On Reddit, many said they appreciated Fenty Beauty’s statement, and applauded the brand for prioritising customer comments over profits

“I like this reply: short, straightforward and with an actual apology,” Reddit user PinkChampagne_ wrote.

“Good for them, not only apologizing but taking action, and giving no excuses,” Redditor 321ss said.

“This is a good apology. It doesn’t side step or make excuses. I’m super happy,” Reddit user SwimmingCoyote said. “It’s also a good sign that Fenty is willing to eat the cost of pulling an almost-launched product. Even if it’s just renamed, that will require a lot of money to relabel. I appreciate that Fenty didn’t just go forward with the launch while saying that they’d do better next time.”

Products inspired by geishas are often considered to be examples of cultural appropriation

The term cultural appropriation is used to describe the adoption of elements in a minority culture – typically one that has been historically oppressed or discriminated against – by members of the dominant culture, by those who wield power in a society.

For example, many have spoken out against Halloween costumes that draw on exaggerated and insensitive cultural stereotypes, such as “geisha costumes.”

Read more:
Fashion Nova is selling a ‘geisha’ costume – and it shows how dressing up for Halloween can be problematic

Critics have argued that these costumes – no matter the intention behind them, sexualized or not – should not exist at all, as they allow those who belong in a privileged group to “try on” a culture without experiencing or understanding the history behind it. Meanwhile, when people within that culture wear the same garment, they are often mocked for doing so, or criticised for not assimilating into American society.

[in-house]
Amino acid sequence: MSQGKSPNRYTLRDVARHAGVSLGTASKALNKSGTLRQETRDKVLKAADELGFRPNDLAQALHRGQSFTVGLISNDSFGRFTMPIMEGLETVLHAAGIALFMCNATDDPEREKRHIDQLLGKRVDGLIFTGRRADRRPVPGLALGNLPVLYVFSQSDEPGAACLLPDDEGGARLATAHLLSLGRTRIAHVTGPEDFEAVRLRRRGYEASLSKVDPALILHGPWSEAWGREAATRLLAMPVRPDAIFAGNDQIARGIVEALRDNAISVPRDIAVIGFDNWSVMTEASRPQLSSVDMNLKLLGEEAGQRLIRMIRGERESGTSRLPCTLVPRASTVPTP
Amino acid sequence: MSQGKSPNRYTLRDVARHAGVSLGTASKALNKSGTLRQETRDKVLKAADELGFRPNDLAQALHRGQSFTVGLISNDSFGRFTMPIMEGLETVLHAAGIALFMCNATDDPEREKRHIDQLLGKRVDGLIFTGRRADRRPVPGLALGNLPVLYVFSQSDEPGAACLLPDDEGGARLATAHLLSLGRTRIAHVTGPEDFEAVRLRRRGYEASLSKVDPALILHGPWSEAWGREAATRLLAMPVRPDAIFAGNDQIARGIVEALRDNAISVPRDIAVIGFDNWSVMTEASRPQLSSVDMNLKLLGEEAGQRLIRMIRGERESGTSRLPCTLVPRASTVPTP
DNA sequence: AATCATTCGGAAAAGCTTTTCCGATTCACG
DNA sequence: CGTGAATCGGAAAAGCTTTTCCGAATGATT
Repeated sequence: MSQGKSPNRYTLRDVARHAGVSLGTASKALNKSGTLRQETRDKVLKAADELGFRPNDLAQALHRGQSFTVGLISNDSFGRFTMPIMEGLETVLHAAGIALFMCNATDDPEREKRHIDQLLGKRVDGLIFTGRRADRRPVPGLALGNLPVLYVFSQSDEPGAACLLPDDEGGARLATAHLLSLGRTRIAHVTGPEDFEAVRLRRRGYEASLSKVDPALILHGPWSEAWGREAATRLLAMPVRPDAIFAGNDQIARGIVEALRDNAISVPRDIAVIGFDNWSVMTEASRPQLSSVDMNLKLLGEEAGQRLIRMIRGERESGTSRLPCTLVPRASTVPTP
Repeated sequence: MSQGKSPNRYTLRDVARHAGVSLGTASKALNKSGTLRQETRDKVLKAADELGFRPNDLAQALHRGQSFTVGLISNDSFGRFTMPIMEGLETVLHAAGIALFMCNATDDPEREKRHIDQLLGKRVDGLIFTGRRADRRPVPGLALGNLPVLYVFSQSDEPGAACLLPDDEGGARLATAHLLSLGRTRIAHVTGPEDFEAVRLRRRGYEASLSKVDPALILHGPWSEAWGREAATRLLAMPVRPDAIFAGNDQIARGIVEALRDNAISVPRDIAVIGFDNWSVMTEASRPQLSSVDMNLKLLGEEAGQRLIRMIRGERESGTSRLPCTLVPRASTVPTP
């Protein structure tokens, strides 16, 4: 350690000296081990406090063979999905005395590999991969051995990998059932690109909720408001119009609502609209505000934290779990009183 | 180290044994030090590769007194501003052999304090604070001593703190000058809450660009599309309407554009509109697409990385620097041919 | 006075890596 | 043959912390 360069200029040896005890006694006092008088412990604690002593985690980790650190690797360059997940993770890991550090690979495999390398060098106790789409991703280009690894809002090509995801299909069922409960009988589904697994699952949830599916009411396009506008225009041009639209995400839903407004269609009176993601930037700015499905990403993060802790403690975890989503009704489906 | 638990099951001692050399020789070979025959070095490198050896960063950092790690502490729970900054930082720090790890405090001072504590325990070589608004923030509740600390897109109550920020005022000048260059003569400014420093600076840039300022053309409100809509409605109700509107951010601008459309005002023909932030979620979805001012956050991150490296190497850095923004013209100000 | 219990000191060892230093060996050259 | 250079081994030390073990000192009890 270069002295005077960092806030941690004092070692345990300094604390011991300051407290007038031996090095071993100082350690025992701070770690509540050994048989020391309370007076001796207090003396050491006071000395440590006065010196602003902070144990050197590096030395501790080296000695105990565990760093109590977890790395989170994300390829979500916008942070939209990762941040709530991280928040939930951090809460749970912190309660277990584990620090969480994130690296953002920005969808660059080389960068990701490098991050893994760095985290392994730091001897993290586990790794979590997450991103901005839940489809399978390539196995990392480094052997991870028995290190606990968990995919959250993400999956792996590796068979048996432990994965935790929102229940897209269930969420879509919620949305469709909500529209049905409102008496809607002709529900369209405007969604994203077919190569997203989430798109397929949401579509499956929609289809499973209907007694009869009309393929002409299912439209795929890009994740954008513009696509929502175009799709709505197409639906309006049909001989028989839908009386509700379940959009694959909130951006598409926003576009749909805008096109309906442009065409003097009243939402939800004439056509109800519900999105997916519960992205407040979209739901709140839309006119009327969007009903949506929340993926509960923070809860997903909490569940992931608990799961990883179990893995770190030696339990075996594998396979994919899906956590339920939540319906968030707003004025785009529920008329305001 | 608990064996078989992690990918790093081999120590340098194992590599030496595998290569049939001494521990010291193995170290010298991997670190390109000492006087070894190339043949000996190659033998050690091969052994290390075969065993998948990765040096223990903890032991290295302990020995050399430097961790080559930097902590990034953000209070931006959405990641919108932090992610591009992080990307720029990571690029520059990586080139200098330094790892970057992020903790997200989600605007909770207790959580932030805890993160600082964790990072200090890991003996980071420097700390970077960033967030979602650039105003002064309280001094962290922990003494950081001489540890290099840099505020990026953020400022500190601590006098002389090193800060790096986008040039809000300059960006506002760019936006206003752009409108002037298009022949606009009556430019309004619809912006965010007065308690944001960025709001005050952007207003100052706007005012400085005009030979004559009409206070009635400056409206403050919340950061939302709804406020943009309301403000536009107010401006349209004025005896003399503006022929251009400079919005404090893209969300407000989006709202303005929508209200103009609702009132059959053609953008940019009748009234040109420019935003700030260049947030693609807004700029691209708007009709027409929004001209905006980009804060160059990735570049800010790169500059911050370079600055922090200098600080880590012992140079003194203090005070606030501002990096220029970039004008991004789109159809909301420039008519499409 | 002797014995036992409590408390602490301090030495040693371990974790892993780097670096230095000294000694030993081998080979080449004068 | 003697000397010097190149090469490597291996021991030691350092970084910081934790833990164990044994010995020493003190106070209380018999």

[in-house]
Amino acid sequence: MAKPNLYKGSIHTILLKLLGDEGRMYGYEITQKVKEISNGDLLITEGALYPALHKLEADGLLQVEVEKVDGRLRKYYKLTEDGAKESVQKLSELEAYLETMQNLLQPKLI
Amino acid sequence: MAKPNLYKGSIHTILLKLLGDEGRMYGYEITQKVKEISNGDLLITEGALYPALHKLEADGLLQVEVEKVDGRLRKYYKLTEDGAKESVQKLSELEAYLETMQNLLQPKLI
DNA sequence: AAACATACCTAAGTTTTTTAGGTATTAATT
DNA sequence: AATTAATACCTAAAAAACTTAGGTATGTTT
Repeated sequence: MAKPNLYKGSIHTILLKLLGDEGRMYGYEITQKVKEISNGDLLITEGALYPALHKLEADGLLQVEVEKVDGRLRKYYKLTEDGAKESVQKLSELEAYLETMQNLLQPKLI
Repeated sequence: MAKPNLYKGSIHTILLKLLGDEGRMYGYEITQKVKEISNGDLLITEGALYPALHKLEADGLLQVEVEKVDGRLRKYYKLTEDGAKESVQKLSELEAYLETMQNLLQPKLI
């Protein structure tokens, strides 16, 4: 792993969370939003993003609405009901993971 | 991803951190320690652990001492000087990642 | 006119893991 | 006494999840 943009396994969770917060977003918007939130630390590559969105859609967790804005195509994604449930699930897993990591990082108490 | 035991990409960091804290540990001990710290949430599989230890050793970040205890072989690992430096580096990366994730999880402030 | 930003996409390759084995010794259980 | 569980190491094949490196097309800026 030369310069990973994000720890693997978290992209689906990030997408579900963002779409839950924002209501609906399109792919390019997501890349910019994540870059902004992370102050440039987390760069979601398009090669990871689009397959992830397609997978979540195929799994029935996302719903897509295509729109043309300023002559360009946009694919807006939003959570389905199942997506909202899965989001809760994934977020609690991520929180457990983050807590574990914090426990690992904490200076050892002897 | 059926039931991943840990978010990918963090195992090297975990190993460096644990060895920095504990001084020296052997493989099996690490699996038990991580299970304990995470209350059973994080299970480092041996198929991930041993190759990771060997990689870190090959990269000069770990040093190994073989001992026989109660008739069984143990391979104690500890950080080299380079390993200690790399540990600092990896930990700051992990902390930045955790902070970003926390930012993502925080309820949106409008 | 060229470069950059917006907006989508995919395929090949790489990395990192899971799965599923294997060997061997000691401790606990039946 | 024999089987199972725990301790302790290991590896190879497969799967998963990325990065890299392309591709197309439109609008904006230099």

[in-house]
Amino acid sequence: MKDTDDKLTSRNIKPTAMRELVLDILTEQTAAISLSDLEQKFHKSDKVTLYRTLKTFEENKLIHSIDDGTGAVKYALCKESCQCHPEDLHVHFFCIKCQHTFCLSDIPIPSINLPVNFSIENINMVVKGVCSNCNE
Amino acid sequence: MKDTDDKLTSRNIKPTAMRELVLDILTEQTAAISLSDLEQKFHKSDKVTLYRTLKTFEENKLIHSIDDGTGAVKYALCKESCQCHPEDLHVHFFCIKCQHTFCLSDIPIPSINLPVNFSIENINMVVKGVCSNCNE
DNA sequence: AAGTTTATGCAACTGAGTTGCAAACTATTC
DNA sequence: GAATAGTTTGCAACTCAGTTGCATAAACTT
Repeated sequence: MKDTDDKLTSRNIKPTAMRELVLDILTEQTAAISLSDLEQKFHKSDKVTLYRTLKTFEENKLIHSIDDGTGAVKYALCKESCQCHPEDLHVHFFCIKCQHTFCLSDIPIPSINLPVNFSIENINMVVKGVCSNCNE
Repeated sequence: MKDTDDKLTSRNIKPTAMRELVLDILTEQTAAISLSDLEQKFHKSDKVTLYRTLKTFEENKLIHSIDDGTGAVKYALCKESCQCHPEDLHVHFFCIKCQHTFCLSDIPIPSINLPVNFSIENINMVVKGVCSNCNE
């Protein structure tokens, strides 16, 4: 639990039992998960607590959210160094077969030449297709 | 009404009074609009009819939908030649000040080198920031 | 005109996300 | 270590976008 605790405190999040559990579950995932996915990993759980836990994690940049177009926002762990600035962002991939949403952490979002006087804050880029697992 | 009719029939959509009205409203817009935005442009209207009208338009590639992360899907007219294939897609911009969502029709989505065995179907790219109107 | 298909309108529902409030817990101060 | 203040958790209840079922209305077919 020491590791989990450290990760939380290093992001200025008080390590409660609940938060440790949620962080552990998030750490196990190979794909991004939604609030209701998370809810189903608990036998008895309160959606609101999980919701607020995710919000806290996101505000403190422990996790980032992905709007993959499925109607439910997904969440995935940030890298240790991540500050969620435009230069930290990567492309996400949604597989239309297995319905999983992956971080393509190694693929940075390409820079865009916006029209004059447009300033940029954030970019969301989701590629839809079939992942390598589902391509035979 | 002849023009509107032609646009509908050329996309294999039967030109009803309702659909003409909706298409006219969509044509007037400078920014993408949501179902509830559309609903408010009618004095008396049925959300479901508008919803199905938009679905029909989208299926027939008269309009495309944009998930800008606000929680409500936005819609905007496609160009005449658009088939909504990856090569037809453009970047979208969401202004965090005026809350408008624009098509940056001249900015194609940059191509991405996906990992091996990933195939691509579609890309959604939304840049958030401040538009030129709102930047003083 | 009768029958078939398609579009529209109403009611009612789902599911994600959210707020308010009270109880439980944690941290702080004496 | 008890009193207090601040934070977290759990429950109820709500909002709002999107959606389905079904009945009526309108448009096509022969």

That’s not to say that people can’t appreciate cultures outside their own, or that cultural exchange is inherently wrong. The difference between appreciation and appropriation, critics argue, is that appropriation results from ignorance, from a failure or unwillingness to learn about a culture, or to listen to those within that culture.

Geishas have a rich history in Japan

According to Tokyo-based travel company, Toki, female geishas became prominent in Japan between 1750 and 1780. They originally worked as assistants to the oiran, elite and “very expensive Japanese courtesans.”

At the time, according to San Francisco’s Asian Art Museum, strict government regulations forbade geishas from forming personal relationships with, or even sitting close to, the courtesans’ clients.

During Japan’s Meiji period, which lasted from 1868 to 1912, geishas replaced the oiran as the main “providers of hospitality and entertainment at dinner events for large companies and government officials.”

But in the early 1900s, according to Toki, US soldiers stationed in Japan following World War II incorrectly referred to a broad category of female Japanese workers – a group that included prostitutes and nightclub hostesses – as “geisha girls.”

This American mistake contributed to a global misunderstanding of what geishas are – a warped perception that persists today.